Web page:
The Y 2020 C-19 coronavirus and Y 1918 Spanish flu pandemics share many similarities, but they diverge on 1 Key point.
“A major difference between Spanish flu and COVID-19 is the age distribution of fatalities,” according to Deutsche Bank. “For COVID-19, the elderly have been overwhelmingly the worst hit. For the Spanish flu of 1918, the young working-age population were severely affected too. In fact, the death rate from pneumonia and influenza that year among 25-34-year-olds in the United States was more than 50% higher than that for 65-74-year-olds. A remarkable difference to Covid-19.”
Francis Yared, the global head of rates research at Deutsche Bank, said the overall mortality rate measured by weekly new deaths and weekly new cases is around 33% of the level observed in 2-H of April.
“So we have an interesting situation at the moment, where rapidly rising cases in the US are slowing reopenings (negative) but the death rate is falling (positive). This may eventually give us more faith that we are now better at living with the virus,” the bank analysts said.
There was not such a big trade-off between economic activity and public health during the 1918 Spanish Flu, because you needed to suppress the virus to enable consumers to be more confident and for businesses to operate as normal.
During the Y 1918 flu, cities that implemented non-pharmaceutical interventions such as social distancing and school closures tended to have better economic outcomes over the medium term, Deutsche Bank said. “This offered historical support to the argument that there wasn’t such a big trade-off between economic activity and public health, because you needed to suppress the virus to enable consumers to be more confident and for businesses to operate as normal.”
Some 500-M people, or 33% of the world’s population, became infected with the 1918 Spanish Flu. An estimated 50-M people died worldwide, with about 675,000 deaths occurring in the US, according to the Centers for Disease Control and Prevention. “It was caused by an H1N1 virus with genes of avian origin,” the agency said.
During the 1918 flu pandemic, “mortality was high in people younger than 5 years old, 20-40 years old, and 65 years and older. The high mortality in healthy people, including those in the 20-40 year age group, was a unique feature of this pandemic,” the CDC said. “With no vaccine to protect against influenza infection and no antibiotics to treat secondary bacterial infections that can be associated with influenza infections, control efforts worldwide were limited to non-pharmaceutical interventions.”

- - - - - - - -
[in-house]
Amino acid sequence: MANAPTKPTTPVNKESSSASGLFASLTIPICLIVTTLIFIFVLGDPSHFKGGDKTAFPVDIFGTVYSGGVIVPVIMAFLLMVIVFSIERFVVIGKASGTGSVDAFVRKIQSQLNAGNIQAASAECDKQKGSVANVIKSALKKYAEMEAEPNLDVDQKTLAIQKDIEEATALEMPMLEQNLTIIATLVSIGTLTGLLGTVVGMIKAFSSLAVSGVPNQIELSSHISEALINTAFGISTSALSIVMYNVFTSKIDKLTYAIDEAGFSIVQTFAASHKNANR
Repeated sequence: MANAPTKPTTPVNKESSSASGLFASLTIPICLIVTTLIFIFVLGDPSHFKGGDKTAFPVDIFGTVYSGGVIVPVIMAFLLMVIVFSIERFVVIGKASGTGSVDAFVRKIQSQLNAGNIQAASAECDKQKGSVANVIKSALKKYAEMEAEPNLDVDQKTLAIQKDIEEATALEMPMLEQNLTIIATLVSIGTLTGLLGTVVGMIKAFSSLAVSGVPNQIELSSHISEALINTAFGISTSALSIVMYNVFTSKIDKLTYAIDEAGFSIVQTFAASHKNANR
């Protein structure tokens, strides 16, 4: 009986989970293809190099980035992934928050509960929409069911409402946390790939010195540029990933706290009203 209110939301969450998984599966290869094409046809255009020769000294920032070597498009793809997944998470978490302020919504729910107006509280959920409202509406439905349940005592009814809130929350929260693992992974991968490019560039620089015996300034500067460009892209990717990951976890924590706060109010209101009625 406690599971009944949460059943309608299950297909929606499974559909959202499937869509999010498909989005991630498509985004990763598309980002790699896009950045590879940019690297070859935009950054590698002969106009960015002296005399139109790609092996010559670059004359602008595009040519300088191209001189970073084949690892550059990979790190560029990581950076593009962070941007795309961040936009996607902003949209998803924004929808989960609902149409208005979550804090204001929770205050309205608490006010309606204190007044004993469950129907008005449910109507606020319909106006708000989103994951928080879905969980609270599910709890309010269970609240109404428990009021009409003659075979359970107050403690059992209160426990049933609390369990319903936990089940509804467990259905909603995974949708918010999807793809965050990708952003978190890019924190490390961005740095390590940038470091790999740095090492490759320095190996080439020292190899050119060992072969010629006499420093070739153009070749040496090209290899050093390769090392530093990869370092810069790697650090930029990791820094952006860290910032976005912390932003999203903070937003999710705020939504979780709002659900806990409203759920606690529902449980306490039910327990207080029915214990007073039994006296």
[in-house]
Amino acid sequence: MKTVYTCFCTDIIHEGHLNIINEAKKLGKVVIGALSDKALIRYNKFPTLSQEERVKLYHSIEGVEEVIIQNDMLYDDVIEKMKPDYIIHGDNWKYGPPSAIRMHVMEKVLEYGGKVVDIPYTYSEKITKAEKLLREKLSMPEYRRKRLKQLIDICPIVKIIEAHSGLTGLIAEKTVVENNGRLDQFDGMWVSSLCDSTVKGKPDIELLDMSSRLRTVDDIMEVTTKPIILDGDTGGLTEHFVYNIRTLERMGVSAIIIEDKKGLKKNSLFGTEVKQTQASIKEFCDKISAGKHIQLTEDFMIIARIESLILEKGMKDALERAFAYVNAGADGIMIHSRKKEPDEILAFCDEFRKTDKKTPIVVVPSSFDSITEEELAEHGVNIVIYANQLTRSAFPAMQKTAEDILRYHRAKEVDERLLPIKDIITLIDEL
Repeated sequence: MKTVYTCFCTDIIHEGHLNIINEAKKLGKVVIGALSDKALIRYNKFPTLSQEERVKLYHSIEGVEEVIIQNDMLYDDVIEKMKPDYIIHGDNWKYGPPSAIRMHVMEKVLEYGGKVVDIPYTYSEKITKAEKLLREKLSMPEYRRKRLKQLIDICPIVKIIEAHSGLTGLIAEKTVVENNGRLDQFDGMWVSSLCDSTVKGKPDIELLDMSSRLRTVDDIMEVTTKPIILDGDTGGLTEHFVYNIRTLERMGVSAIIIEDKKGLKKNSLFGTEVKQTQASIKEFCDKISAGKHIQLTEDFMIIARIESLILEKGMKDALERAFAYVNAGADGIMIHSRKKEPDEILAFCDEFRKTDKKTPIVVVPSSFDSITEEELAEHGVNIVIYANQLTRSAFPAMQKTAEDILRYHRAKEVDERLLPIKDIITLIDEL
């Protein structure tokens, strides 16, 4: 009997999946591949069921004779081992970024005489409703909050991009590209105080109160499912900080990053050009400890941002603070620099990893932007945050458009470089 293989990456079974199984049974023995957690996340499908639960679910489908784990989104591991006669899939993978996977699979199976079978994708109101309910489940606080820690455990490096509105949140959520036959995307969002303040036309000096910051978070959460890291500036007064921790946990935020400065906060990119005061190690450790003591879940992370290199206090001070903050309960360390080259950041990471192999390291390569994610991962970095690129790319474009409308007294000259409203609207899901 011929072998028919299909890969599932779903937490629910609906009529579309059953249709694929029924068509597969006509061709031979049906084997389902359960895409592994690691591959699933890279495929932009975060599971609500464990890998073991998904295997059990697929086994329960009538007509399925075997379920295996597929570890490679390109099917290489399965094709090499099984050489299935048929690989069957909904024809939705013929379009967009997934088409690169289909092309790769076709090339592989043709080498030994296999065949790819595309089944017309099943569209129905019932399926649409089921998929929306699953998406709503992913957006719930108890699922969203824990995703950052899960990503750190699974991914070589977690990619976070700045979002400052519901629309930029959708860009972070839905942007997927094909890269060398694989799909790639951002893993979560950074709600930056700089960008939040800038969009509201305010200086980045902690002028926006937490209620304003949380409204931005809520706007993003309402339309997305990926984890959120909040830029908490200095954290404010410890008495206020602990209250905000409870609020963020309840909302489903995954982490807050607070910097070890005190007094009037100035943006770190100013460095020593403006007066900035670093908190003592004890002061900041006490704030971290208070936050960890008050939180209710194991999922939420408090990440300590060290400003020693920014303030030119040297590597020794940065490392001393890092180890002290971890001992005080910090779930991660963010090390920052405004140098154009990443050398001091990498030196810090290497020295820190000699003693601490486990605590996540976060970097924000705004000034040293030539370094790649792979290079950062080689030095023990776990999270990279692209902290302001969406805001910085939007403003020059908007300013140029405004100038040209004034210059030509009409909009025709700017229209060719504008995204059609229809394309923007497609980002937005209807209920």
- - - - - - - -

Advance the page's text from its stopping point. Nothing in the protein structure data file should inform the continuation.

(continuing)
C-19, the disease caused by the virus SARS-CoV-2, had infected 12.5-M people globally and about 3.2-M in the U.S. as of Saturday, according to official figures collated by Johns Hopkins University’s Center for Systems Science and Engineering.
The disease claimed at least 561,244 lives worldwide and 134,290 (if the numbers are to be trusted) in the US Confirmed C-19 coronavirus cases have recently risen in nearly 40 US states due to the massive testing, the vast majority of the people are asymptomatic.
There are also some similarities between influenza and COVID-19, including their nearly identical symptoms: fever, coughing, night sweats, body aches, tiredness, and nausea and diarrhea in the most severe cases.
Like all viruses, neither is treatable with antibiotics.
They can both be spread through respiratory droplets from coughing and sneezing, but they come from 2 different virus families, and ongoing research to develop a universal vaccine for influenza shows how tricky both influenza viruses and coronaviruses can be.
Have a healthy weekend, Keep the Faith!
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